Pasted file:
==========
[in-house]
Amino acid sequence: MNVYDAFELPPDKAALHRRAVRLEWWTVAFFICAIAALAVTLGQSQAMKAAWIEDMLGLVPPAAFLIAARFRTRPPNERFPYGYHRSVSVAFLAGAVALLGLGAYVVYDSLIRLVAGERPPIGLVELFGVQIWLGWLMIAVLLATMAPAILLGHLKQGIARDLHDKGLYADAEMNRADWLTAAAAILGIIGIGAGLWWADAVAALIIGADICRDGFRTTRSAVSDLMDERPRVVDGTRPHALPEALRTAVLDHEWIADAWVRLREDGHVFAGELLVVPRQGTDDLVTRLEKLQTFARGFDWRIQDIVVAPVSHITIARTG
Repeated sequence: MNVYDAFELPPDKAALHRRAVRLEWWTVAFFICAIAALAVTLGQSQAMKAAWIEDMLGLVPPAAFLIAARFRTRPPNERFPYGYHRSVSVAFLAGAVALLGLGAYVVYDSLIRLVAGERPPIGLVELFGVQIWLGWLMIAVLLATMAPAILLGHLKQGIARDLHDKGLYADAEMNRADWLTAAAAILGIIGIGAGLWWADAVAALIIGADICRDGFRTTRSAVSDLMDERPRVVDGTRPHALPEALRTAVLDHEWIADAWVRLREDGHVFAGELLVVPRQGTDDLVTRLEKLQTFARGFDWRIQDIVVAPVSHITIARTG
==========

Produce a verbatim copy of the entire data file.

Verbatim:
[in-house]
Amino acid sequence: MNVYDAFELPPDKAALHRRAVRLEWWTVAFFICAIAALAVTLGQSQAMKAAWIEDMLGLVPPAAFLIAARFRTRPPNERFPYGYHRSVSVAFLAGAVALLGLGAYVVYDSLIRLVAGERPPIGLVELFGVQIWLGWLMIAVLLATMAPAILLGHLKQGIARDLHDKGLYADAEMNRADWLTAAAAILGIIGIGAGLWWADAVAALIIGADICRDGFRTTRSAVSDLMDERPRVVDGTRPHALPEALRTAVLDHEWIADAWVRLREDGHVFAGELLVVPRQGTDDLVTRLEKLQTFARGFDWRIQDIVVAPVSHITIARTG
Repeated sequence: MNVYDAFELPPDKAALHRRAVRLEWWTVAFFICAIAALAVTLGQSQAMKAAWIEDMLGLVPPAAFLIAARFRTRPPNERFPYGYHRSVSVAFLAGAVALLGLGAYVVYDSLIRLVAGERPPIGLVELFGVQIWLGWLMIAVLLATMAPAILLGHLKQGIARDLHDKGLYADAEMNRADWLTAAAAILGIIGIGAGLWWADAVAALIIGADICRDGFRTTRSAVSDLMDERPRVVDGTRPHALPEALRTAVLDHEWIADAWVRLREDGHVFAGELLVVPRQGTDDLVTRLEKLQTFARGFDWRIQDIVVAPVSHITIARTG